Taylor Swift Slams Ticketmaster For Canceling Her On-Sale
Taylor Swift did not mention Ticketmaster or its parent company, concert promoter Live Nation, by name when she posted a scathing statement to Instagram on Friday morning. She didn’t have to. The statement came a day after Ticketmaster canceled her upcoming the general public on-sale for her “The Eras” tour’s because they ran out of tickets during the pre-sale.
“We asked them, multiple times, if they could handle this kind of demand and we were assured they could,” Swift wrote. “It’s truly amazing that 2.4 million people got tickets, but it really pisses me off that a lot of them feel like they went through several bear attacks to get them.”
This is the first time in the California-based ticket distributor’s 47-year history that it has canceled a previously announced general on-sale because of lack of inventory.
“Due to extraordinarily high demands on ticketing systems and insufficient remaining ticket inventory to meet that demand, tomorrow’s public on-sale … has been canceled,” Ticketmaster tweeted Thursday.
When verified fans entered the Ticketmaster pre-sale and tried the codes they were previously emailed on Tuesday, many reported that they did not work.
According to Greg Maffei, CEO of Liberty Media, Ticketmaster’s largest shareholder, 1.5 million verified Taylor Swift fans were supposed to be able to purchase tickets during the presale. However, the site received 14 million purchase requests with the correct codes. Many of those came from bots, Maffie told CNBC’s “Squawk on the Street,” referring to autonomous programs designed to complete internet transactions.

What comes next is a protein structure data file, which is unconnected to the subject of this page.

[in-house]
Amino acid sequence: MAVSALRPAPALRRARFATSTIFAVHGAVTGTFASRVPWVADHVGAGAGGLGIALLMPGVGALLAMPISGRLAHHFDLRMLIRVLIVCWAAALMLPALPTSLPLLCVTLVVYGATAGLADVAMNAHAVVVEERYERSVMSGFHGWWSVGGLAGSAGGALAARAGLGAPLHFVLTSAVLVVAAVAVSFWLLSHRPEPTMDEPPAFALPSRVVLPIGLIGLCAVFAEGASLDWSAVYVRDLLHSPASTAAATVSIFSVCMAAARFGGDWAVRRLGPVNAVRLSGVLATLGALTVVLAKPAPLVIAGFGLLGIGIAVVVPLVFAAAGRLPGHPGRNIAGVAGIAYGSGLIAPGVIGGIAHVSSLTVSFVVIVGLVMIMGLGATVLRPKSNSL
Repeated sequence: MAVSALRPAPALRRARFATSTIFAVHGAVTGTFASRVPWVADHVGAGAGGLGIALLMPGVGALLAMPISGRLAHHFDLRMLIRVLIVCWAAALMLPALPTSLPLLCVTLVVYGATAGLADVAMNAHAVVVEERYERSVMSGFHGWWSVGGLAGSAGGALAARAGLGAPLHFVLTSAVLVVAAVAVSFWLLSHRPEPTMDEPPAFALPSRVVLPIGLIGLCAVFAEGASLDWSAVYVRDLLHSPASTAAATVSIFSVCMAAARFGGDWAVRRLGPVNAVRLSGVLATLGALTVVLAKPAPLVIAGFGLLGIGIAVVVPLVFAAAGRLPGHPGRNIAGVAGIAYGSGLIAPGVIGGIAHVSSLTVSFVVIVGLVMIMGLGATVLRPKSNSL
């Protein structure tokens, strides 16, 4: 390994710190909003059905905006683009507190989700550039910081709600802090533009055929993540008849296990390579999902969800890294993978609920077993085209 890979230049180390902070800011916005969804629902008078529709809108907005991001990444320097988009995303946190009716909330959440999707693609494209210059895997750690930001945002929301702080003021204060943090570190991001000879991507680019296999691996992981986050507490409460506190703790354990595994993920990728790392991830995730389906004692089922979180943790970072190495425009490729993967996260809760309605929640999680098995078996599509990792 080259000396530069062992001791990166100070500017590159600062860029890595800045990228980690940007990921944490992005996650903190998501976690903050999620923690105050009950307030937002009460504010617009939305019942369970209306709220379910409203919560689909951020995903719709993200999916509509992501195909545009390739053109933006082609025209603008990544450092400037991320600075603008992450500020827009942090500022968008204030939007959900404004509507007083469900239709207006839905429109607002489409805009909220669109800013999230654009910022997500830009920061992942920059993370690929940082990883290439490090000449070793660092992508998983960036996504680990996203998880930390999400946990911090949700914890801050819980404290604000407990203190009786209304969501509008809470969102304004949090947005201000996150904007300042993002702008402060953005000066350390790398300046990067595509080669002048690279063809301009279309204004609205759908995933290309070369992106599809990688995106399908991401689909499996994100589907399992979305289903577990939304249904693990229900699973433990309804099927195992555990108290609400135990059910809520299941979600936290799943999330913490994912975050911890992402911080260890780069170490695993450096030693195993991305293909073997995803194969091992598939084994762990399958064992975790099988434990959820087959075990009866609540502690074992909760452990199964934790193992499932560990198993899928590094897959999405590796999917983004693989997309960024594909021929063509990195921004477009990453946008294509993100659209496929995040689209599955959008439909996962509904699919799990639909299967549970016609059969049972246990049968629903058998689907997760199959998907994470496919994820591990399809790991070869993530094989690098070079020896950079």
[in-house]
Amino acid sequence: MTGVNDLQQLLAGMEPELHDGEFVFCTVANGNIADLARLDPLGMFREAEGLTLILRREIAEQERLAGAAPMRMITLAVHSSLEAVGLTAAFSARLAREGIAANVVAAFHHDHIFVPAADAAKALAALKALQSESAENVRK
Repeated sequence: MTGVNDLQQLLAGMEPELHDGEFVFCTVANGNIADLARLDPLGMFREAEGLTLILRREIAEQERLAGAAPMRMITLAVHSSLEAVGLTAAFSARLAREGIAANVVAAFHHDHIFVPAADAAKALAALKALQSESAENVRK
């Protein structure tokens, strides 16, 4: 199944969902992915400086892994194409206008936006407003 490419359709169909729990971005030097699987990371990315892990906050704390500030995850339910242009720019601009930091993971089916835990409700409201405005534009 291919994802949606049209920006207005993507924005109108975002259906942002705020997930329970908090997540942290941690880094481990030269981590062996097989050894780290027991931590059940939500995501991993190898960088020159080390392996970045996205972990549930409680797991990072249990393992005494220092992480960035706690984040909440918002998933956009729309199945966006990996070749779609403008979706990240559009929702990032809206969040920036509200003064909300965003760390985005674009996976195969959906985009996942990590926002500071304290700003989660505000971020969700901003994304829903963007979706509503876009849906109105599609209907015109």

“It’s really difficult for me to trust an outside entity with these relationships and loyalties, and excruciating for me to just watch mistakes happen with no recourse,” Swift wrote in her Instagram post. “There are a multitude of reasons why people had such a hard time trying to get tickets, and I’m trying to figure out how this situation can be improved moving forward.”
Swift will apparently have help looking into things. On Friday, the New York Times reported that the Justice Department has opened an antitrust investigation into parent company Live Nation’s practices. Though the probe predates the Swift ticket fiasco, many government officials see the two as intimately related.
On Thursday, US Senator Amy Klobuchar, chair of the Senate Judiciary Subcommittee on Competition Policy, Antitrust, and Consumer Rights, wrote a letter to Ticketmaster. In that, she raised concerns about the lack of competition in the ticketing industry and the effect that has on the service it provides to consumers.
“Reports about system failures, increasing fees, and complaints of conduct that violate the consent decree Ticketmaster is under suggest that Ticketmaster continues to abuse its market positions,” Klobuchar (D-Mn.) wrote to Michael Rapino, president and CEO of Ticketmaster’s parent company, Live Nation.
“Ticketmaster’s power in the primary ticket market insulates it from the competitive pressures that typically push companies to innovate and improve their services,” her letter continued. “That can result in the types of dramatic service failures we saw this week, where consumers are the ones that pay the price.”
Swift’s “The Eras” tour is set to kick off in March 17 in Glendale, Ariz.
“And to those who didn’t get tickets,” Swift wrote, “all I can say is that my hope is to provide more opportunities for us to all get together and sing these songs.”
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